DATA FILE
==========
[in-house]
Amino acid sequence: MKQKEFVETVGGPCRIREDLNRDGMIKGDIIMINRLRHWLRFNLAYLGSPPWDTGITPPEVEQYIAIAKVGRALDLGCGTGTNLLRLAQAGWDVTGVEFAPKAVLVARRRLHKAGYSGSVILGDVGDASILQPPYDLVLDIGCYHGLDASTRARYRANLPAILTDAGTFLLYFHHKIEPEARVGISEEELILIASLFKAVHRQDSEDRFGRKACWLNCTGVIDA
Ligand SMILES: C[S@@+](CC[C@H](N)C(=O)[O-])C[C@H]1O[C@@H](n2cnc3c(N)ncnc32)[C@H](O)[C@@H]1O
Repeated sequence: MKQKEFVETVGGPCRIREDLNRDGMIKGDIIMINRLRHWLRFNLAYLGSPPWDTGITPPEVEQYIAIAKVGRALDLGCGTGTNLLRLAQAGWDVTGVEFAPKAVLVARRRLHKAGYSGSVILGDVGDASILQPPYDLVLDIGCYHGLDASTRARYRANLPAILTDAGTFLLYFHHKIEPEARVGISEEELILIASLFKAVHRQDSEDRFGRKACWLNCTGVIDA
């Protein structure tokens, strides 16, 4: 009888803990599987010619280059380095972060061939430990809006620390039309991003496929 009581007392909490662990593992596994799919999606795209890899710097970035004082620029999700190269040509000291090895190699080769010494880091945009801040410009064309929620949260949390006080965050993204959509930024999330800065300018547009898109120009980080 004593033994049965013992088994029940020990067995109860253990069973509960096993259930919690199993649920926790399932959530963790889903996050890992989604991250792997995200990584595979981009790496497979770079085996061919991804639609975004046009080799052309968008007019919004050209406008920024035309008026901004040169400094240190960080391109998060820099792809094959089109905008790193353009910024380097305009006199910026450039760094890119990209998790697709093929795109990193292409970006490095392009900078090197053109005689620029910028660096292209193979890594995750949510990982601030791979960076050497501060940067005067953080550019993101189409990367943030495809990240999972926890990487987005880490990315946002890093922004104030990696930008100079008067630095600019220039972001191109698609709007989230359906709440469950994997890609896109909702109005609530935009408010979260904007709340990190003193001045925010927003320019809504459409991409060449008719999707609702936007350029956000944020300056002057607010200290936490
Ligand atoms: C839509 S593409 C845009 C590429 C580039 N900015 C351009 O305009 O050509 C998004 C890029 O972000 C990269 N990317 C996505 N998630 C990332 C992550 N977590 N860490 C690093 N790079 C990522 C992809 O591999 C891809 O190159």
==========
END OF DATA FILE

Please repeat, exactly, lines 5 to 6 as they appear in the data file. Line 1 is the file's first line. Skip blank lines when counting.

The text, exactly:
């Protein structure tokens, strides 16, 4: 009888803990599987010619280059380095972060061939430990809006620390039309991003496929 009581007392909490662990593992596994799919999606795209890899710097970035004082620029999700190269040509000291090895190699080769010494880091945009801040410009064309929620949260949390006080965050993204959509930024999330800065300018547009898109120009980080 004593033994049965013992088994029940020990067995109860253990069973509960096993259930919690199993649920926790399932959530963790889903996050890992989604991250792997995200990584595979981009790496497979770079085996061919991804639609975004046009080799052309968008007019919004050209406008920024035309008026901004040169400094240190960080391109998060820099792809094959089109905008790193353009910024380097305009006199910026450039760094890119990209998790697709093929795109990193292409970006490095392009900078090197053109005689620029910028660096292209193979890594995750949510990982601030791979960076050497501060940067005067953080550019993101189409990367943030495809990240999972926890990487987005880490990315946002890093922004104030990696930008100079008067630095600019220039972001191109698609709007989230359906709440469950994997890609896109909702109005609530935009408010979260904007709340990190003193001045925010927003320019809504459409991409060449008719999707609702936007350029956000944020300056002057607010200290936490
Ligand atoms: C839509 S593409 C845009 C590429 C580039 N900015 C351009 O305009 O050509 C998004 C890029 O972000 C990269 N990317 C996505 N998630 C990332 C992550 N977590 N860490 C690093 N790079 C990522 C992809 O591999 C891809 O190159």